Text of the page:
As a child in Cuba I couldn’t stop eating my father’s French fries. Once I caught a glimpse of him in our small kitchen, skimmer in hand, eyes fixed on our oldest, greasiest saucepan, I knew better than to go outside and play. As soon as he retrieved the first batch of sizzling fries, I would sneak up behind him, hover surreptitiously over the plate on the counter, and snatch one of the top fries. I would repeat this maneuver three or four times, sometimes opening the refrigerator as a decoy. Eating fries before dinner ensured that, if my mother decided to give us all equal portions at the table, I would have eaten more fries than the rest of the family by the end of our meal.
On a couple of occasions, Dad caught me red-handed. He would make an unusual sound, similar to what he’d yell to shoo away an intruding pet, followed by a “hey!” Though his tone seemed playful, he’d make a gesture as if to swat me away like a fly. I would scurry toward the living room, only to take a peek moments later, waiting for an opportunity to pilfer again. With the passage of time, this ritual was replaced by a more memorable one: my father leaving his fries on an otherwise empty plate for me to devour. This has been, by far, Dad’s clearest sign of paternal love for his oldest son.
From their firm yet bendable texture, their soft, almost spongy interior, and their sparkling yellow surface—like tiny, delectable sun rays—my father’s French fries are simply irresistible. They have always been my favorite food. There was no gradual process in my tasty obsession, no unforgettable experience that suddenly attracted me to them. I’ve always been in love with this food.
A couple of days before my tenth birthday, my mother inquired about what gift I wanted. “I want a full plate of Dad’s French fries,” I told her.
Had there been other options—expensive toys, a nice weekend trip, a brand new pair of tennis shoes—I might have asked for one of them. But this was Cuba, early nineties, right at the beginning of the Special Period. You were lucky to have a decent serving of food in front of you twice a day, hence a large enough plate of French fries could put the family out of potatoes for a week. I was lucky when my wish was granted. It ended up being the best gift I ever got while living in my native country.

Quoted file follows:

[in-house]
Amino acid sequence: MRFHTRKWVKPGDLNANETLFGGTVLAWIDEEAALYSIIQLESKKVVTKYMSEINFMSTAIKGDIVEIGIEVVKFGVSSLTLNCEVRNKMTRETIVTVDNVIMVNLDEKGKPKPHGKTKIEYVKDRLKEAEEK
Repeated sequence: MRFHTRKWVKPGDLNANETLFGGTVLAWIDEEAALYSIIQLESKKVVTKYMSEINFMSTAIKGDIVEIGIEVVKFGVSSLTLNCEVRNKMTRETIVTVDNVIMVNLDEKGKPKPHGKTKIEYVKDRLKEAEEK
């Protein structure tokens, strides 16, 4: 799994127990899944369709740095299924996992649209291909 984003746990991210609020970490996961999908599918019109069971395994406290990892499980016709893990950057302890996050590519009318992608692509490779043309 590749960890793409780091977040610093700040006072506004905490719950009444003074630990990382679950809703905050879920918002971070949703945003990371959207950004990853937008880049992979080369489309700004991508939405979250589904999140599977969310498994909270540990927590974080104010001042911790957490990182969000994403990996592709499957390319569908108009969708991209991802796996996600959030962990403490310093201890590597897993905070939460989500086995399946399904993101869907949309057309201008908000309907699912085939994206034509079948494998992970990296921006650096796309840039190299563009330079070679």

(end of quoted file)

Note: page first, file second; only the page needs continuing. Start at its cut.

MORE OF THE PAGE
My mother and my wife have repeatedly asked me what it is about my father’s fries I can’t resist. They are intrigued not only by my insatiable craving, but by the fact I don’t sprinkle fries with salt prior to eating, a custom in the majority of Cuban households. Those outside my family who’ve come to know me throughout the years, when learning about my obsession with Dad’s French fries, often make the assumption that it’s probably not the way he makes them but the quality of the potatoes he chooses. Regardless of whether he used the dirty, nearly rotten potatoes allocated through the rationing booklets in Havana, or the ones my grandfather occasionally brought from the countryside, or the Idaho and red potatoes he procured from supermarkets and local vendors in Miami when we immigrated there, they all taste the same.
Truth is, I can’t explain or pinpoint the heart of my obsession. I could claim it’s a combination of things—the taste, the feel, the memories—but in the end I believe my fascination is inexplicable. And I prefer it that way. I see it as a kind of spell, a touch of culinary magic I dare not disturb in fear that it may ruin my delightful relationship with the fries. As hard as I’ve tried, I’ve been unable to replicate my father’s success, yet I dare not ask him what his secret is. I mean, what if I ask and the magic goes away? What if Dad starts to overthink it? What if he loses his touch? What if I figure out the trick and lose interest? The thought of all this alone scares me. I just say, bring them on.
Today, a mountainous plate of Dad’s fries still has the same effect on me. It’s a hedonistic experience I refuse to give up. That’s why, whenever I call my mother and tell her I’ll be dropping by for dinner, I hear my dad holler in the background, “Tell him we’re out of potatoes!”
Image: Nom Nom Nom! by Jesse S! Licensed under cc 2.0
- Father’s French Fries - April 6, 2018
I savored Dariel Suarez’s story, “Father’s French Fries”. His memory of waiting in anticipation for his dad’s specialty is itself so sweet. The costly magic of turning dirty little rationed potatoes into “delectable sun rays” points to why his dad’s French Fries are so truly loved. The journey to bring birthday joy seems to parallel the journey to leave Cuba and come to Miami. Simple fries and a seemingly short boat ride across the water can be the difference between getting by and thriving. Suarez’s food memory conveys these undertones of risk and sacrifice as he describes his culinary dad’s talent. His parents’ gifts of food, love, and an easier life are clearly there in the warm, bright, delicious food traditions to be shared with his family (and all of us!) in America. I really enjoyed this inspiring story!